GALVESTON, Texas – People with a specific type of low-risk bladder cancer may be getting additional tests and treatments with little to no medical benefit, a new JAMA article reports.
“That translates to soaring costs of the most expensive cancer to treat—bladder cancer,” said Dr. Stephen B. Williams, Professor and Chief of Urology at the University of Texas Medical Branch (UTMB) where he is also Medical Director for High Value Care for the UTMB Health System.
Williams is the senior and corresponding author of the study, published March 18.
People diagnosed with low-grade papillary non-muscle invasive bladder cancer had a significant increase in testing even though they were at a lower risk of this cancer progressing, Williams said.
Researchers studied data from 13,054 patients aged 66 to 90 years old with this diagnosis from 2004 to 2013.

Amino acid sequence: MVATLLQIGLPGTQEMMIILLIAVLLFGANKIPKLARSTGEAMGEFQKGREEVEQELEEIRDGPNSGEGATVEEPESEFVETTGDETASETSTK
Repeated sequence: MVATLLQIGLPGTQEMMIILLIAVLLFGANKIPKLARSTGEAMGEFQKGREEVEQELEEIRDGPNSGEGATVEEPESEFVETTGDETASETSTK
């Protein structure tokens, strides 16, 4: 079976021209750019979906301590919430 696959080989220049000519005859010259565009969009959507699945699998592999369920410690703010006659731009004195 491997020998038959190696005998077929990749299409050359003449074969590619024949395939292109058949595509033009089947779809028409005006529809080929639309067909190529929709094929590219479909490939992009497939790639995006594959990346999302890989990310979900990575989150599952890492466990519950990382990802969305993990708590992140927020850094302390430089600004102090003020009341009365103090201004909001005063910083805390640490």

“Despite low rates of disease recurrence or progression, rates of surveillance testing increased during the study period,” Williams said.
Low-risk non-muscle invasive bladder cancer comprises almost 70% of patients initially diagnosed with bladder cancer and is associated with extremely low rates of progression and cancer deaths, but these patients may often receive non-guideline recommended and potentially costly surveillance and treatments.
Cystoscopy, upper tract imaging and urine cytologic testing all increased for these patients.
The annual median 1-year cost of care for patients with low-grade non-invasive disease increased by 60% over the study period—from $34,792 to $53,986—despite disease progression only occurring in 0.4% of patients.
The annual cost of care increased over time, particularly among patients with recurrent disease.
The researchers concluded that if treatment adhered to practice guidelines and limited testing and overtreatment, it could keep the cost of care lower without compromising cancer outcomes, and it would improve value to the patient, Williams said.